ISLAMABAD/lahore -  Pakistan is all set to generate up to $3 billion by issuing euro and sukuk Bonds in international debt market, as road shows for introducing bonds will start in United Arab of Emirates (UAE), Europe and United States from today (Wednesday).

The federal cabinet in early November had given approval to borrow up to $3 billion from international debt markets by floating three sovereign bonds to sustain depleting foreign exchange reserves. The government’s plans to raise loans from the international market by issuing bonds would support the foreign exchange reserves, which are under pressure due to widening trade deficit.

Pakistan’s external sector is under pressure due to widening of current account deficit (CAD), which is eroding the foreign exchange reserves of the country. The reserves are sharply tumbled by over $4 billion in one year to $19.8 billion. The reserves are pressure due to widening of current account deficit, which surged by 100 percent to $5.013 billion in the first four months (July-October) of the current fiscal year as compared to $2.259 billion of a year ago. The CAD is widening as higher imports growth offset the improvement in exports.

Feeling the heat of situation, the government has taken measures to increase foreign financial inflows, especially timely launch of sovereign bonds at internal capital markets. “We are expecting to generate up to $3 billion. However, exact amount will be decided after a response from the international market subsequent to road shows,” said an official of the Ministry of Finance. He further said that an economic team including the State Bank of Pakistan (SBP) governor and Ministry of Finance secretary have left to spearhead the road shows.

Giving details, the official said that first road show will be held today (Wednesday) in Dubai. The Dubai show is followed by one in London scheduled to be held on November 23 and November 24. After holding shows in Europe and UAE, a Road Show in Boston is scheduled to be held on November 27 and in New York on November 28.

It is worth mentioning here that Pakistan had successfully tapped international capital market four times since 2014. The government borrowed $2 billion in 2014 through capital market transactions. Pakistan floated Sukuk in September 2016 at the lowest interest rate of 5.5 percent but in September 2015 five-year Eurobond at 8.25 percent was the most expensive deal.

The incumbent government had taken around $35 billion foreign loans during last four years in order to maintain its reserves and repay previous loans. About $17 billion of the total loans taken were utilised to repay the previous debt during last more than four years.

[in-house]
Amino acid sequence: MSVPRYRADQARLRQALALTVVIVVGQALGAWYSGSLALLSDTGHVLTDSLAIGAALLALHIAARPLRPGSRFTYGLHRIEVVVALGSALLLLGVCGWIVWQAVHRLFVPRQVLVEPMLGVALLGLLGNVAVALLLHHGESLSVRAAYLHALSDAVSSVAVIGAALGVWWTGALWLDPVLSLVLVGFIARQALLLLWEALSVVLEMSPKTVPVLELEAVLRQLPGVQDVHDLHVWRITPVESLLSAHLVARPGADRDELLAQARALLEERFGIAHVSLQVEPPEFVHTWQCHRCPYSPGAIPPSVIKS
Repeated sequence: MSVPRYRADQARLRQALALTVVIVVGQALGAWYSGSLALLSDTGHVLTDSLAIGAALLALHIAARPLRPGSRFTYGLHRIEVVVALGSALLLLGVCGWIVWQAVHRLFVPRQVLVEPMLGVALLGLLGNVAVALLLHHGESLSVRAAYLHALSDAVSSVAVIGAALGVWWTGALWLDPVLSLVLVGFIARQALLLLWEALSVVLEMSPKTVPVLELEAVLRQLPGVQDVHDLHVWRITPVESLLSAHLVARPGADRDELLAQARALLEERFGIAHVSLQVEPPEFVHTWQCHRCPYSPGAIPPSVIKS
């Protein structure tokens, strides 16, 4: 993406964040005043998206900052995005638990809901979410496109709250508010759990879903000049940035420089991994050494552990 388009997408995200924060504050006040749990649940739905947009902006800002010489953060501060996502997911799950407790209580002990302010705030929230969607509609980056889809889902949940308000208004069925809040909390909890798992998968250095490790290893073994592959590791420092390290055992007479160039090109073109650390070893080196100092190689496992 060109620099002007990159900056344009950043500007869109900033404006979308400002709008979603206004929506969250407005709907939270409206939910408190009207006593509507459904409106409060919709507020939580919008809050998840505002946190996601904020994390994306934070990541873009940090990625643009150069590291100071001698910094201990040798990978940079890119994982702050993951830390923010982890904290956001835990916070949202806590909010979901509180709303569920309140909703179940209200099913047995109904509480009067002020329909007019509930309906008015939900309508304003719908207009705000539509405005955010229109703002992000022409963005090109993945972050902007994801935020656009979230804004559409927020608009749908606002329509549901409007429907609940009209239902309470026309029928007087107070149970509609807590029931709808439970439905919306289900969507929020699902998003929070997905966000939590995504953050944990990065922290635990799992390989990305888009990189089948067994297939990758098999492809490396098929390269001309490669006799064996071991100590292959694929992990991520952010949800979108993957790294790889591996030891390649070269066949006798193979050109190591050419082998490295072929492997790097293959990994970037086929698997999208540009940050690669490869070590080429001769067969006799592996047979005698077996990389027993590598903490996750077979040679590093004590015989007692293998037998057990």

Both Sukuk and Eurobond are expected to be offered with tenures ranging from 5 to 30 years. The S&P earlier has assigned preliminary B rating to Pakistan’s proposed dollar bond issue. Comparable bonds of other countries have been recently floated as follows: Iraq (S&P: B-) raised 6-year bond of $1 billion at 6.75 percent; Ukraine (S&P: B-) issued 15-year bond of $3 billion at 7.375 percent; Ghana (S&P: B-) raised 15-year bond of $750 million at 9.25 percent and Turkey (S&P: BB) raised 10-year bond of $2 billion bond at 6.15 percent.

Given the recent Eurobond issues of different countries and S&P’s assessment that Pakistan economic prospects remain favorable, experts are of the view that the government will likely be able to raise $2-3 billion with pricing in the range of 5.5 percent-7.0 percent for 5 to 10 years. This will provide the much-needed support to Pakistan’s foreign exchange reserves.

Current yields of Pak Eurobonds range from 4.5 percent to 7.5 percent for maturities from 2019 to 2036. Average calendar year to date average yield for 2019 bond is 4.3 percent while that of 2036 bond is 7.6 percent. The government last had raised $1 billion through issuance of 5-year Sukuk in October 2016 at historic low rate of 5.5 percent, besides floating a 10-year Eurobond of size $500 million at 8.25 percent in 2015.

Financial experts said that the new issue comes at a time when Pakistan’s external account has deteriorated as of late. During FY17, Pakistan posted current account deficit (CAD) of $12.2 billion (4 percent of GDP) as compared to $2.6 billion (0.9 percent of GDP) in FY16. For the period July-October 2017, CAD increased to $5 billion (1.6 percent of GDP) compared to $2.2 billion (0.7 percent of GDP) last year. Resultantly, foreign exchange reserves with State Bank of Pakistan declined by $2 billion in FY17 and $2.5 billion during FY18 to date to $13.7 billion, 3.1 times import cover versus average of 4.0 times import cover during previous three years.

Topline securities analyst Fahad Qasim observed in a report that other than economic concerns, the country remains embroiled with political uncertainty given recent ouster of prime minister Nawaz Sharif and continued politicking by local political parties given that general elections are expected to be held in less than a year in August 2018.

He noted that Pakistan’s credit rating has remained stable or improved during the last few years. International credit rating agencies, Moody, Fitch and Standard & Poor (S&P) rate Pakistan as B3 (stable), B (stable) and B (stable), respectively. The recent most update from S&P dated October 30, 2017 stated that S&P does not expect Pakistan’s external and fiscal situation to deteriorate materially from current levels and that Pakistan’s economic prospects remain favorable.